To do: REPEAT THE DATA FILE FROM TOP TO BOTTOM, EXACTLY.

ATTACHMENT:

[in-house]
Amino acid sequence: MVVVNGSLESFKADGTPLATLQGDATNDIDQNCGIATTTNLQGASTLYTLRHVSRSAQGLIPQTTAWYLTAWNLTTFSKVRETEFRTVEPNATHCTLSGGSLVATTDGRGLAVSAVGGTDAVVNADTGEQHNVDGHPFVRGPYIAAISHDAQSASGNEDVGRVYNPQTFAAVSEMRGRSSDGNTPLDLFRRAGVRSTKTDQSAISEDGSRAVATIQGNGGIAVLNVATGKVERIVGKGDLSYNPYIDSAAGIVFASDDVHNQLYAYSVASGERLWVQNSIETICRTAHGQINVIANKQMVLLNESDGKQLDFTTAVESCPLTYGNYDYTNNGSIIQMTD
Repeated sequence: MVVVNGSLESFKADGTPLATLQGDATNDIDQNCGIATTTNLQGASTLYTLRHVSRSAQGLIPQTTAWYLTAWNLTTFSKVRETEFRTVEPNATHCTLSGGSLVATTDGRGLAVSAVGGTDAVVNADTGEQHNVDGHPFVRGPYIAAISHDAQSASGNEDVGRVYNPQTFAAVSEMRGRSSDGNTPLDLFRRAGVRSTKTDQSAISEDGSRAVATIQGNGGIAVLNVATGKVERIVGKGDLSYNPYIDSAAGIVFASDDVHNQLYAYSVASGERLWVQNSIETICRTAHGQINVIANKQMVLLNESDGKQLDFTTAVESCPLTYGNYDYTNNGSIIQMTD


[in-house]
Amino acid sequence: MVVVNGSLESFKADGTPLATLQGDATNDIDQNCGIATTTNLQGASTLYTLRHVSRSAQGLIPQTTAWYLTAWNLTTFSKVRETEFRTVEPNATHCTLSGGSLVATTDGRGLAVSAVGGTDAVVNADTGEQHNVDGHPFVRGPYIAAISHDAQSASGNEDVGRVYNPQTFAAVSEMRGRSSDGNTPLDLFRRAGVRSTKTDQSAISEDGSRAVATIQGNGGIAVLNVATGKVERIVGKGDLSYNPYIDSAAGIVFASDDVHNQLYAYSVASGERLWVQNSIETICRTAHGQINVIANKQMVLLNESDGKQLDFTTAVESCPLTYGNYDYTNNGSIIQMTD
Repeated sequence: MVVVNGSLESFKADGTPLATLQGDATNDIDQNCGIATTTNLQGASTLYTLRHVSRSAQGLIPQTTAWYLTAWNLTTFSKVRETEFRTVEPNATHCTLSGGSLVATTDGRGLAVSAVGGTDAVVNADTGEQHNVDGHPFVRGPYIAAISHDAQSASGNEDVGRVYNPQTFAAVSEMRGRSSDGNTPLDLFRRAGVRSTKTDQSAISEDGSRAVATIQGNGGIAVLNVATGKVERIVGKGDLSYNPYIDSAAGIVFASDDVHNQLYAYSVASGERLWVQNSIETICRTAHGQINVIANKQMVLLNESDGKQLDFTTAVESCPLTYGNYDYTNNGSIIQMTD